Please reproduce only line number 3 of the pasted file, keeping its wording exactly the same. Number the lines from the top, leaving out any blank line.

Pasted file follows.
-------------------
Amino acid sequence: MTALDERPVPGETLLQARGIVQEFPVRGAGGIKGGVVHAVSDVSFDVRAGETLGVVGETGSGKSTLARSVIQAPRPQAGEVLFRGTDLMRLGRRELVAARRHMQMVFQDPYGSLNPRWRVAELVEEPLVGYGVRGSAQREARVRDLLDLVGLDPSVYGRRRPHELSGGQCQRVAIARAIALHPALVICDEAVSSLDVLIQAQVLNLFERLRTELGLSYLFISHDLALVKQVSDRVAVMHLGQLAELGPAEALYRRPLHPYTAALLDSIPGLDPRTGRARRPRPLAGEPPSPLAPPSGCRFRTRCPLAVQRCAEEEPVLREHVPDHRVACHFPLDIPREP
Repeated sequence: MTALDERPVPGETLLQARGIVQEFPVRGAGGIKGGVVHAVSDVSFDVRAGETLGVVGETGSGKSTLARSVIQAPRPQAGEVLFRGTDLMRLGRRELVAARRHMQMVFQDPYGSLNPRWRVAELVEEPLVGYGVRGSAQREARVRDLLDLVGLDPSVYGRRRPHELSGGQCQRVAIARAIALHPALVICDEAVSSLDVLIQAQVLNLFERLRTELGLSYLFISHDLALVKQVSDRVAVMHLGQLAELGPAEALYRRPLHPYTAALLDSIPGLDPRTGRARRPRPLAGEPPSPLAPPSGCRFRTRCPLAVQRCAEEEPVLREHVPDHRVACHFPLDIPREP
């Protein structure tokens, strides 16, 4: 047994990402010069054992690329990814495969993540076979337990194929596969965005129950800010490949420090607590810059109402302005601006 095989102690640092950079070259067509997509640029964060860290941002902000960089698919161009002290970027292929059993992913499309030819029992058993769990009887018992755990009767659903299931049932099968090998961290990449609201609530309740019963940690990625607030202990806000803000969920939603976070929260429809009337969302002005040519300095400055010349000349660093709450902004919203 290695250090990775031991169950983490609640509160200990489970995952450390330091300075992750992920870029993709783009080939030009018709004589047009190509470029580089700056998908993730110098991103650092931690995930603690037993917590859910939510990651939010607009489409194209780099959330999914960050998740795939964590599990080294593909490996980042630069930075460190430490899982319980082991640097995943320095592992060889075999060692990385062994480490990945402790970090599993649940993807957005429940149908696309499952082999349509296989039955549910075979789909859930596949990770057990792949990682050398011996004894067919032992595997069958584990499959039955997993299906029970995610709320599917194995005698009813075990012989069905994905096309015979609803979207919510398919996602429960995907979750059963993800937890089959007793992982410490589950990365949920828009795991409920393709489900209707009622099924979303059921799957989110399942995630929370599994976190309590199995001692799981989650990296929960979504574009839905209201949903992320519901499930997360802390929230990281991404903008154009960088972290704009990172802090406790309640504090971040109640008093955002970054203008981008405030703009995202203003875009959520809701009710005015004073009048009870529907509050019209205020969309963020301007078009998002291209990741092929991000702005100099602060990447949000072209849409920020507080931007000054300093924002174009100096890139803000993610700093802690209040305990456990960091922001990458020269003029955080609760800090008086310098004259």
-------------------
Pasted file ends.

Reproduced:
């Protein structure tokens, strides 16, 4: 047994990402010069054992690329990814495969993540076979337990194929596969965005129950800010490949420090607590810059109402302005601006 095989102690640092950079070259067509997509640029964060860290941002902000960089698919161009002290970027292929059993992913499309030819029992058993769990009887018992755990009767659903299931049932099968090998961290990449609201609530309740019963940690990625607030202990806000803000969920939603976070929260429809009337969302002005040519300095400055010349000349660093709450902004919203 290695250090990775031991169950983490609640509160200990489970995952450390330091300075992750992920870029993709783009080939030009018709004589047009190509470029580089700056998908993730110098991103650092931690995930603690037993917590859910939510990651939010607009489409194209780099959330999914960050998740795939964590599990080294593909490996980042630069930075460190430490899982319980082991640097995943320095592992060889075999060692990385062994480490990945402790970090599993649940993807957005429940149908696309499952082999349509296989039955549910075979789909859930596949990770057990792949990682050398011996004894067919032992595997069958584990499959039955997993299906029970995610709320599917194995005698009813075990012989069905994905096309015979609803979207919510398919996602429960995907979750059963993800937890089959007793992982410490589950990365949920828009795991409920393709489900209707009622099924979303059921799957989110399942995630929370599994976190309590199995001692799981989650990296929960979504574009839905209201949903992320519901499930997360802390929230990281991404903008154009960088972290704009990172802090406790309640504090971040109640008093955002970054203008981008405030703009995202203003875009959520809701009710005015004073009048009870529907509050019209205020969309963020301007078009998002291209990741092929991000702005100099602060990447949000072209849409920020507080931007000054300093924002174009100096890139803000993610700093802690209040305990456990960091922001990458020269003029955080609760800090008086310098004259």